where N is the number of reflection events, and the mirror loss is L = 1 - R (L << 1.0 and R « 1.0). The equation illustrates that a small difference (e. g. a few percent) in R can make a large difference (e. g. a factor of 2) in the intensity of waveguided modes after N reflection events.

Metal-semiconductor reflectors have been used in AlGaInP LEDs by Horng et al. (1999a, 1999b) to increase the light-extraction efficiency. The layer sequence of the finished device consisted of AlGaInP/AuBe/SiO2/Si. The p-type AlGalnP-AuBe interface served as a reflector and as a broad-area ohmic contact. The AuBe layer also served as a supply layer for Be acceptors to attain low contact resistance. The contacts were annealed at 450 °C for 15 minutes. The LEDs were fabricated by a wafer-bonding process using a Si substrate. After the bonding process, the

GaAs substrate, on which the epitaxial layers had been grown, was removed. Si has a higher thermal conductivity than GaAs thus allowing for lower junction temperatures and reducing the joule-heating-induced emission-wavelength shift. The emission from the metal-reflector AlGaInP LEDs exceeded those of reference LEDs with DBRs fabricated on GaAs substrates.

Annealing and alloying forms low-resistance ohmic contacts. Typical annealing temperatures for alloyed contacts are between 375 and 450 °C for III-V arsenides and III-V phosphides and up to 600 °C for III-V nitrides. During the annealing process, the metal surface changes from smooth to rough and a concomitant decrease in the optical reflectivity results.

In contrast, non-alloyed contacts are just deposited on the semiconductor without annealing. Highly doped semiconductor surface layers are needed to obtain good ohmic I-V characteristics for such non-alloyed ohmic contacts. However, even for highly doped semiconductors, the contact resistance of non-alloyed contacts is usually higher than for alloyed contacts.

Thick metallic reflectors and hybrid reflectors are absorbing reflectors that should not be used as light-exit reflectors in LEDs and vertical-cavity surface emitting lasers. Metal contacts become practically opaque for thicknesses > 50 nm. That is, the transmittance of hybrid reflectors is near zero, unless the thickness of the metal is very thin (Tu et al., 1990).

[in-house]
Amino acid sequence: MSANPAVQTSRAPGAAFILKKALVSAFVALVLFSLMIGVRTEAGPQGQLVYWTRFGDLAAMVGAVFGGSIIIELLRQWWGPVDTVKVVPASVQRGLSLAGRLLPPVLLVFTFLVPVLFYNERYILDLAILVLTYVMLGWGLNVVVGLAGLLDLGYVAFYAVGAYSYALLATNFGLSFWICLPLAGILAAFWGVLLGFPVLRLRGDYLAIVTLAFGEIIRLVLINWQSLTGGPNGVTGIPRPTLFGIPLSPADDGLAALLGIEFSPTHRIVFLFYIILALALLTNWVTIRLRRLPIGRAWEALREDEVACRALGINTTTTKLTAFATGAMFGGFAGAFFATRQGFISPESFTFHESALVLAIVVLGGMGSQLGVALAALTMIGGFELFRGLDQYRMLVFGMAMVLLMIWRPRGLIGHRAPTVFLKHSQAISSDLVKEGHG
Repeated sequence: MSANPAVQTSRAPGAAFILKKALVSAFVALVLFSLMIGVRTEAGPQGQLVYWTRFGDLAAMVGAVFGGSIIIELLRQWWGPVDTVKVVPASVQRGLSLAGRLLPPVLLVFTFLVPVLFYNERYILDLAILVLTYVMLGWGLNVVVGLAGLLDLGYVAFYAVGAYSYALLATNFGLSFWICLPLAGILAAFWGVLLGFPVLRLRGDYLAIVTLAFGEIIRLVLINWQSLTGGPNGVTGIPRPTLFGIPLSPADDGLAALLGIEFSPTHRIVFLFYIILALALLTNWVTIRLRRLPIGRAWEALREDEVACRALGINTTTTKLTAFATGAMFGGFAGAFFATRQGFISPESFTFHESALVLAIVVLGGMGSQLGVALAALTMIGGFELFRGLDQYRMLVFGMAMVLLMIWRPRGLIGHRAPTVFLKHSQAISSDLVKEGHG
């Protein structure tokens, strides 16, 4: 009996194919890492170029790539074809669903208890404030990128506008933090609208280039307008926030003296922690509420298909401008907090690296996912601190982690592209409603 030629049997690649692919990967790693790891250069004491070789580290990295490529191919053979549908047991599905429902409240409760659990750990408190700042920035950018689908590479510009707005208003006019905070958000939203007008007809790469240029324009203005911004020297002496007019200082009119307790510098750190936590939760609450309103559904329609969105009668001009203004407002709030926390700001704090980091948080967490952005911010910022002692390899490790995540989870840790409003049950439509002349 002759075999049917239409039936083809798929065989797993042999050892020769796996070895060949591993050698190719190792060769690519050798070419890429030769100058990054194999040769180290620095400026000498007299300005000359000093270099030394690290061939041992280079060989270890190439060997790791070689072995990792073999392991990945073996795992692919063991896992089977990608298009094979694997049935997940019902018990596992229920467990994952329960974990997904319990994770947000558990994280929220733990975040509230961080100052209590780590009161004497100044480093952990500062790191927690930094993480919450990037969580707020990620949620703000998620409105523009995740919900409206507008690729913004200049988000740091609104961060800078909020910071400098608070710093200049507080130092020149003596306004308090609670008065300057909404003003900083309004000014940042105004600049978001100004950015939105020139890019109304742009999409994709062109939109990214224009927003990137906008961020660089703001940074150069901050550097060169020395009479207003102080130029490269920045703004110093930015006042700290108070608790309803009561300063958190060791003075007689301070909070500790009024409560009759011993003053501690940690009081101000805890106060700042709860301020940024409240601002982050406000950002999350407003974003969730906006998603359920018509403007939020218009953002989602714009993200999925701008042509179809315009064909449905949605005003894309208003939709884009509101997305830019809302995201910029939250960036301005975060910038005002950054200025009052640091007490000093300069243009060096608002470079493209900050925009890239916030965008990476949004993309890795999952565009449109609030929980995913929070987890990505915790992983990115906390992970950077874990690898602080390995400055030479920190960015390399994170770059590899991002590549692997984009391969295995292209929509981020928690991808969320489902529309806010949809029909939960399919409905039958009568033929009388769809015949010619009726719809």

Very thin metal contacts are semi-transparent. Most metal contacts have a transmittance of approximately 50% at a metal film thickness of 5-10 nm. The exact value of the transmittance needs to be calculated by taking into account the real and imaginary part of the refractive index (see, for example, Palik, 1998). However, very thin metallic contacts may form an islanded structure rather than a single continuous film. Furthermore, the electrical resistance of thin metal films can be large, in particular if an islanded structure is formed.

In LEDs with transparent substrates, e. g. AlGaInP LEDs on GaP, light emanating from the active region is incident on the substrate contact. To increase the reflectance of the backside, an ohmic contact geometry covering only a small fraction of the substrate surface can be used, such as a multiple-stripe or a ring-shaped contact. Using Ag-loaded conductive epoxy to attach the LED die to the package provides a high-reflectivity material in the regions not covered by the ohmic contact.

The die-attach epoxy can also serve as a reflector in LEDs grown on a transparent material, e. g. GaInN LEDs grown on sapphire substrates. Conductive Ag-loaded epoxy has a high conductivity as well as high reflectance. Such a highly reflective epoxy can increase the extraction efficiency in LEDs grown on transparent substrates.

There are ohmic contacts that are transparent to visible light. Such transparent ohmic
contacts include indium tin oxide, frequently referred to as ITO (Ray et al., 1983; Sheu et al., 1998; Margalith et al., 1999; Mergel et al., 2000; Shin et al., 2001). The material can be considered as a tin oxide semiconductor that is doped with indium. Indium substitutes for tin and therefore acts as an acceptor. Generally the specific contact resistance of ITO contacts is higher than the contact resistance of alloyed metal contacts.